Emmons thought he was headed for a meant-to-be moment, too.
After blowing gold by shooting at the wrong target four years ago, he was back in the lead on the last shot of the same event. He was determined not to make the same mistake again. He didn't -- he made a different one.
Emmons' gun fired before he was ready. Instead of the measly 6.7 he needed, he got an atrocious 4.4, dropping him to the cruelest spot of all, fourth. At least last time he got silver.
"I didn't feel my trigger shaking, but I guess it was," Emmons said. "It just hit the trigger, the gun went off and I was like, 'Uh, that's not going to be good.'"
Emmons is going home with three medals anyway: A silver from another event, plus a gold and a silver won by his wife, Katerina Emmons of the Czech Republic. They hooked up after she consoled him following the flub in Athens.
Sunday was the most medal-filled of these games, with 36 titles decided. Several were in track and field, and a few more in tennis, with headliners Rafael Nadal and the Williams sisters going home with gold.
China won eight golds, giving the hosts a whopping 35 for these games, the most in the nation's history. And there are still seven days left. The Chinese are second in the overall medal count, with the United States owning 65 (19 gold) to China's 61.
Also Sunday, reigning women's 400-meter hurdles champion Fani Halkia of Greece became the latest doping casualty, the fourth caught by the IOC's Beijing anti-doping program.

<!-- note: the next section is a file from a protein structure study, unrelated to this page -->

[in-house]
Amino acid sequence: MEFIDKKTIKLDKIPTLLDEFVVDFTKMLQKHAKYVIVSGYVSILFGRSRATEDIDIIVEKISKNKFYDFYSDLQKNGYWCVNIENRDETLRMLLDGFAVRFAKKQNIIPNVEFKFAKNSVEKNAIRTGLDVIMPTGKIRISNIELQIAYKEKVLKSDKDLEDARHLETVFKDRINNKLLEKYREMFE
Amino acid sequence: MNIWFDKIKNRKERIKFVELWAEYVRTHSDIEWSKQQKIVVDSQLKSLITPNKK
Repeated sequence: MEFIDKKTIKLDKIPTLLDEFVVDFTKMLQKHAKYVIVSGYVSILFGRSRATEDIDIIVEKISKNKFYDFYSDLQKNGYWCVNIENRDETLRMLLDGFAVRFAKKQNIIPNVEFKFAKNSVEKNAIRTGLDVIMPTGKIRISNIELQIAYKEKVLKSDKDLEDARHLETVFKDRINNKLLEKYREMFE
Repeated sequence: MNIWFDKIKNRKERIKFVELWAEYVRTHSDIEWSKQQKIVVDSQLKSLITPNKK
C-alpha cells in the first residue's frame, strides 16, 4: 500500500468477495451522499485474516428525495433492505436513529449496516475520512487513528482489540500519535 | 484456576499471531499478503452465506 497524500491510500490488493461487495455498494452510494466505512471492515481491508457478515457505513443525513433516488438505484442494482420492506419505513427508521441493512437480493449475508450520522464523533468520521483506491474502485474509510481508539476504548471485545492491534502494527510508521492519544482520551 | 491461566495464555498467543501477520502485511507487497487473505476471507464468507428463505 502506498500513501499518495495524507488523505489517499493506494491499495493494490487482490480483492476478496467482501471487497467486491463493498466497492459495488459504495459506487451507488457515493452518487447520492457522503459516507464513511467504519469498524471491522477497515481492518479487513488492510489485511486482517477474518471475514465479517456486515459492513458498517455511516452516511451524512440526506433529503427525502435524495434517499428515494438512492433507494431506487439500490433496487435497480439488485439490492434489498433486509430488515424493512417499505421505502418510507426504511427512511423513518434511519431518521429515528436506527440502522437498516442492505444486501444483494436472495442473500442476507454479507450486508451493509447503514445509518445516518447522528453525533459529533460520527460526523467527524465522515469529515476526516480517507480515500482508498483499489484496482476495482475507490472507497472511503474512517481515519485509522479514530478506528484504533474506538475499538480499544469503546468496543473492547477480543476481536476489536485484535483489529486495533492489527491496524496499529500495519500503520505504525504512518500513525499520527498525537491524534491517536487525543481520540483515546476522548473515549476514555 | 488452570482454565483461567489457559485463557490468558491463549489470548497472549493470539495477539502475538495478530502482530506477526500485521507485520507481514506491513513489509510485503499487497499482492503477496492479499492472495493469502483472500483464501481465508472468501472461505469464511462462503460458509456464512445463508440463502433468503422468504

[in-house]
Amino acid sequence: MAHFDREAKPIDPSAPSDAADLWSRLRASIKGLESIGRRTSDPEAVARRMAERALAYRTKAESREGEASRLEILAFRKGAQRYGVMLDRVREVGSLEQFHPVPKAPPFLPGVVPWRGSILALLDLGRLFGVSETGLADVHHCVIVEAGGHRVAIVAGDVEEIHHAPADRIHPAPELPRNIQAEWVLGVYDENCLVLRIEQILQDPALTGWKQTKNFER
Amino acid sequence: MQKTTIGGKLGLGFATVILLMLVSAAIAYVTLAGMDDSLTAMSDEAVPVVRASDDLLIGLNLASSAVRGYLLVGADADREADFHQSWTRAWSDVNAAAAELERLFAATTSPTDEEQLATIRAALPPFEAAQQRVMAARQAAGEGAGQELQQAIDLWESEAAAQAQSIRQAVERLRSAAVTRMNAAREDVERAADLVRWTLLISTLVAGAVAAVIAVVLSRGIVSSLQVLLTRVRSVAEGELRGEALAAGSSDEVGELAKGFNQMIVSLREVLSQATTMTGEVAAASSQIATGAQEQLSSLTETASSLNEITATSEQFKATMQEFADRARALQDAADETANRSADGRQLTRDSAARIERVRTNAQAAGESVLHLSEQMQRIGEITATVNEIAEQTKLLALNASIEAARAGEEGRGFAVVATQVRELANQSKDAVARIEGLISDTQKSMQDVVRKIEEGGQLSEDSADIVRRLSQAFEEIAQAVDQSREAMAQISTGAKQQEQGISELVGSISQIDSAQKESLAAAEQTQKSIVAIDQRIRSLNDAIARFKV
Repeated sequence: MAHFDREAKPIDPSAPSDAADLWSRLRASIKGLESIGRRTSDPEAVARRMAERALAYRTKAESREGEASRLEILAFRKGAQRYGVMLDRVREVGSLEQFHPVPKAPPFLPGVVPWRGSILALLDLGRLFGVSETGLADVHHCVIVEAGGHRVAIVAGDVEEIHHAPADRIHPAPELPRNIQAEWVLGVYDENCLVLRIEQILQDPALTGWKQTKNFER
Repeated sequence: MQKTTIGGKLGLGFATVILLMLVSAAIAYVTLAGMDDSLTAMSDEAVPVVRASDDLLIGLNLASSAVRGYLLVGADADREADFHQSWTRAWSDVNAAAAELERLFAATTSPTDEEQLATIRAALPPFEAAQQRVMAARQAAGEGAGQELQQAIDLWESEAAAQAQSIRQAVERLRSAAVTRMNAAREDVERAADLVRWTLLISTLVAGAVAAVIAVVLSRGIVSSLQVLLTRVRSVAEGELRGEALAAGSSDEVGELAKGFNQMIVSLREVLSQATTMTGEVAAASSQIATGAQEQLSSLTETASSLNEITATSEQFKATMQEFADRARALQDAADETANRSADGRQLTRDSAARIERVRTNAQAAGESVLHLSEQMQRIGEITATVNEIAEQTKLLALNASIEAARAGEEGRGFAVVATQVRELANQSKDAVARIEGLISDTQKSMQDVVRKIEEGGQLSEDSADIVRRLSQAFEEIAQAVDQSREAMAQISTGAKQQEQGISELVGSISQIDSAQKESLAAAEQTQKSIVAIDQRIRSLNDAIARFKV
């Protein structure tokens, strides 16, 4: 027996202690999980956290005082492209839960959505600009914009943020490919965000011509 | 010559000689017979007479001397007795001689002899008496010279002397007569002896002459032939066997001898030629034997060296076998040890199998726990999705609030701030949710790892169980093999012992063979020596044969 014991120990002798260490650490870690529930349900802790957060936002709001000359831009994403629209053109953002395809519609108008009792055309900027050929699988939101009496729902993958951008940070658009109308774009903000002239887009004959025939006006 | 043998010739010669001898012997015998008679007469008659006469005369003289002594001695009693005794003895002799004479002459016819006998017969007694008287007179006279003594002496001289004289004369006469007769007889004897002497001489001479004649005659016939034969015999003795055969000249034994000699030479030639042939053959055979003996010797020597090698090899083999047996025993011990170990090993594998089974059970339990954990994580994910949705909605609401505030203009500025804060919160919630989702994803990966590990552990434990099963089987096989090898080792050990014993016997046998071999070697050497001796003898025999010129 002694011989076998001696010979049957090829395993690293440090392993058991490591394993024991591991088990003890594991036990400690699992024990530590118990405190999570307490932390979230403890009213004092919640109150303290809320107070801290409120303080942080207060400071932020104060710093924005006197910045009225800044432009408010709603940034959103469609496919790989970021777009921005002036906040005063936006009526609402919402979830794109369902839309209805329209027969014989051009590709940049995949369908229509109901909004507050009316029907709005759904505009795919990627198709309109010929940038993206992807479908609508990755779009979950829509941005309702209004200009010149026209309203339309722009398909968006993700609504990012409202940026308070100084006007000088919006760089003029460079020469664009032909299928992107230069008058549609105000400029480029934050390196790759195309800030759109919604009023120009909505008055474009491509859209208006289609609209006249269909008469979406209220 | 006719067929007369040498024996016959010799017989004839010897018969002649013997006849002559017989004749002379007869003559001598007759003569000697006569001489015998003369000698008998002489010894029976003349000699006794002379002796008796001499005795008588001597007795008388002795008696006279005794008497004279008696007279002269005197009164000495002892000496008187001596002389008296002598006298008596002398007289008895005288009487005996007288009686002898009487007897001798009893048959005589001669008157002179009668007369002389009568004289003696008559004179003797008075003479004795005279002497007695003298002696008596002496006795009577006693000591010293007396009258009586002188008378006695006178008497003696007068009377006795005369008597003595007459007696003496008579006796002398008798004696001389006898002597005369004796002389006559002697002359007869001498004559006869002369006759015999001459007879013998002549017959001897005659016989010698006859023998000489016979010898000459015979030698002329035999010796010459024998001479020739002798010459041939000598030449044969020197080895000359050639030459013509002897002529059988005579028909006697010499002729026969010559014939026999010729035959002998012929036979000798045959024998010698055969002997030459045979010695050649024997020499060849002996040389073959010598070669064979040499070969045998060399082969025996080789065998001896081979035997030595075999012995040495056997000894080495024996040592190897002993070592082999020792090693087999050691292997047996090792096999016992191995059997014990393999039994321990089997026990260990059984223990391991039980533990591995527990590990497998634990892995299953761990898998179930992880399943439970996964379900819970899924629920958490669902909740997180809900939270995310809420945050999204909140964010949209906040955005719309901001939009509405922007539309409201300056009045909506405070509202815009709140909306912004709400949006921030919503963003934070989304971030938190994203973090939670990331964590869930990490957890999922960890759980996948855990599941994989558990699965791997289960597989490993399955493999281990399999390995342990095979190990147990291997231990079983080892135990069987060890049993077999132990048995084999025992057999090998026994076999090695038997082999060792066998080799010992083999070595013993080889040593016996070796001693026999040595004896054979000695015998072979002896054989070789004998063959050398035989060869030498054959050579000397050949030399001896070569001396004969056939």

The IOC and games organizers also called off their scheduled news conference for a second straight day, this time because it conflicted with Phelps.
Track and field
Dang, those Jamaicans are fast.
Shelly-Ann Fraser broke away from the pack early and cruised to victory in the women's 100 meters, a day after Usain Bolt set a world-record in the men's race. About the biggest difference was that Fraser waited until crossing the finish line -- well, almost -- before celebrating. Two other Jamaicans, Sherone Simpson and Kerron Stewart, tied for second, denying the American trio of Lauryn Williams, Torri Edwards and Muna Lee from making the medals stand.
The scoreboard flashed "Photo-Finish" for a couple of minutes before finally showing that Simpson and Stewart were both timed in 10.98 -- and were both credited with finishing second. Williams was fourth, Lee fifth.
In the women's 400, three-time U.S. national champion Sanya Richards won her semifinal in 49.90 seconds to move into Tuesday's finals where she'll go for an individual gold to go with the relay gold she won at the Athens Olympics. Americans Mary Wineberg and Dee Dee Trotter each failed to advance.
"Oh, man, I feel I can just taste it now," said Richards, who has dominated the event but never won a world championship or Olympic gold medal, in part because she has suffered from a rare disease that caused painful sores on her body and in her mouth.
Francoise Mbango Etone of Cameroon defended her triple jump title, Russia's Gulnara Galkina-Samitova set a world record in winning the first-ever women's steeplechase, and Primoz Kozmus won the men's hammer throw, giving Slovenia its first-ever track and field gold medal.
Kenenisa Bekele won his second straight 10,000 meters title, while Haile Gebrselassie -- who won the 10,000 at the 1996 and 2000 Games -- was sixth. He's been running the marathon since Athens, but switched back because the asthmatic runner was worried about the polluted air in Beijing. Turns out, it wasn't so bad for the women's marathon, which was won by Constantina Tomescu-Dita of Romania. The race also was incident-free, thanks in part to heavy security.
World record-holder Paula Radcliffe of Britain persevered through injuries, but finished 23rd. American record-holder Deena Kastor dropped out early because of a broken right foot. With Magda Lewy also pulling out because of a knee ailment, the only American to finish was Blake Russell, in 27th.
Also, reigning hurdles champion Liu Xiang of China said on his Web site that he has an inflamed hamstring. Heats begin Monday.